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The thrills of Opening Day


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SAN DIEGO -- Opening day is the first robin of the spring. It is hope and warmth and crocuses pushing up through the snow. The smell of the barbecue blowing through the screen door, a mitt hanging from the handlebars of your bicycle as you pedal toward the park.

It is a clean slate, a blank page, a fresh start. The promise of better things to come. And this year, at this particular time in our lives, who doesn't need that?

"It never gets old," San Diego manager Bud Black was saying Monday -- even with Manny Ramirez lurking in the opposing lineup -- before Los Angeles knocked off the Padres 4-1 in the opener. "It never does.

"I still feel the same way I felt in Longview, Washington, going into opening day of the Western Little League. Same way I felt in high school, college, the minor leagues, the big leagues.

"It's a different day."

Opening day is a parade in Cincinnati, booing the mayor in Detroit, learning the names of yet another new batch of rookies in Florida and some wise guy yelling "Wait 'til next year!" following the first Cubs loss of the season.

It is Ramirez sneaking up behind a columnist in the Petco Park visitors' clubhouse and delivering a squirt from a spray bottle of cologne, point blank, aimed straight at the neck.

"It's good luck," Manny explained, before going 0-for-3 with a walk and a run scored in his encore season. (Maybe he'll try the Yves Saint Laurent tomorrow.)

It also is Manny standing in a nearly-deserted clubhouse before the game doing a television interview. And it is serious-as-a-truant-officer manager Joe Torre doing a walk-by and muttering, loud enough for Manny and the interviewer to hear, "Let's go, they're stretching out there."

You never know what you'll see on opening day: Interview abruptly ended, Manny actually ran out of the clubhouse, like a scolded schoolkid, late, as the rest of the Dodgers, sure enough, were limbering up in front of the dugout.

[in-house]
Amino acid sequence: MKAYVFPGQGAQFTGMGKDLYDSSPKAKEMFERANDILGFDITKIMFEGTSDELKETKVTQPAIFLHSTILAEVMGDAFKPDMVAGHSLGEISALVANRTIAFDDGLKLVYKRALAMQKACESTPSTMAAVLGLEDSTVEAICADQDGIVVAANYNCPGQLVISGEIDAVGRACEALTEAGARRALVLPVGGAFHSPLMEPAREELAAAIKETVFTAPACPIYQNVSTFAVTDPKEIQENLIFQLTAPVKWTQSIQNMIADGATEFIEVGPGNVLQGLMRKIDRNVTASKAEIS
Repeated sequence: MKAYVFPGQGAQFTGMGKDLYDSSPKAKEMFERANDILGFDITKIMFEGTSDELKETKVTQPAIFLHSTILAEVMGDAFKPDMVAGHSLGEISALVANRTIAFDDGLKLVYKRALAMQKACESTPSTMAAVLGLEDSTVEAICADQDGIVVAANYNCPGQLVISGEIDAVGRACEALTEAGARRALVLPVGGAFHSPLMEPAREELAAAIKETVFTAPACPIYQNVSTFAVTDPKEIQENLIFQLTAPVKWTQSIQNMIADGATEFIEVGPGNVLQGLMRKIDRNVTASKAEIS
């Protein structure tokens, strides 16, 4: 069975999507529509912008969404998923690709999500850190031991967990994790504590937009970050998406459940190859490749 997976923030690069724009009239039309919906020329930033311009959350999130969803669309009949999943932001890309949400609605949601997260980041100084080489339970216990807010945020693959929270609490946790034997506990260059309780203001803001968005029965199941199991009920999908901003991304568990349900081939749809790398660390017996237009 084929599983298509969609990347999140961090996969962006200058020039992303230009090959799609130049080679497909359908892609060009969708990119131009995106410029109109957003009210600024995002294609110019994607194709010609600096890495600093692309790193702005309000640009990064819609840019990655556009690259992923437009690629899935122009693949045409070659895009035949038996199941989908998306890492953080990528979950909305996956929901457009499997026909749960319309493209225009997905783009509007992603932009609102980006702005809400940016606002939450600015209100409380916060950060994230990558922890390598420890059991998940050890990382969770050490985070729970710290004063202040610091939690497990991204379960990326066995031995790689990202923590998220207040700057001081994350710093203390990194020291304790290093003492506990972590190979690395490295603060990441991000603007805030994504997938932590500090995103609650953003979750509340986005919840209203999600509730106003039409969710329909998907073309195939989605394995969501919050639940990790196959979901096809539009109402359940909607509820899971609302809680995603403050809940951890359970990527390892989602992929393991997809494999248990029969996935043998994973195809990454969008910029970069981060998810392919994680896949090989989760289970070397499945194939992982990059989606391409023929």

Already, they were on a mission. Speedsters Rafael Furcal and Orlando Hudson batting one-two, Manny third and so on. Best Dodgers lineup he has ever faced, Padres starter Jake Peavy said, noting it's so deep that James Loney is sixth and Matt Kemp -- who homered in the seventh -- is seventh.

Yep, a year ago, Torre recalled, he was explaining to Kemp in his office the reasons why Kemp shouldn't be playing against Peavy.

A year older and a year more mature, Kemp was in the lineup and, <em>ka-boom</em>, handled the Padres ace just fine.

Everybody agreed it was nice to be back.

"Like I was saying to my wife today, I'm happy we're opening on the road," said Torre, working his second opener as Dodgers skipper. "Because all of the hoopla at home gets a little nerve-wracking.

"There's more talking about it than doing it."

Ah. Isn't that so often the case in so many things in life?

Opening day is the best thing this side of summer vacation and blueberry pancakes. <em>Baseball's</em> opening day, of course. Football brings with it those dual unwelcome intruders, the first day of school and, soon thereafter, winter. Basketball's opening day is lost somewhere amid the dark and dreary time change in the fall that brings darkness even before dinnertime. And hockey's ... hey, when does hockey start, anyway?

"You look forward to it like a birthday party when you were a kid," Hall of Famer Joe DiMaggio once said of opening day. "You think something wonderful is going to happen."

It is an Arizona senior citizen named Tony Clark, 36, who long ago was supposed to have said goodbye, drilling two home runs in Monday's 9-8 Diamondbacks victory against Colorado.

And it is an Atlanta phenom named Jordan Schafer introducing himself with an electric home run in his first major league at-bat in Philadelphia, a place he now will never forget. Which probably puts him right there with you, and your memories of the first time you sat in a big-league park with your father or your mother, and alongside so many other major leaguers who made memories for themselves on opening day.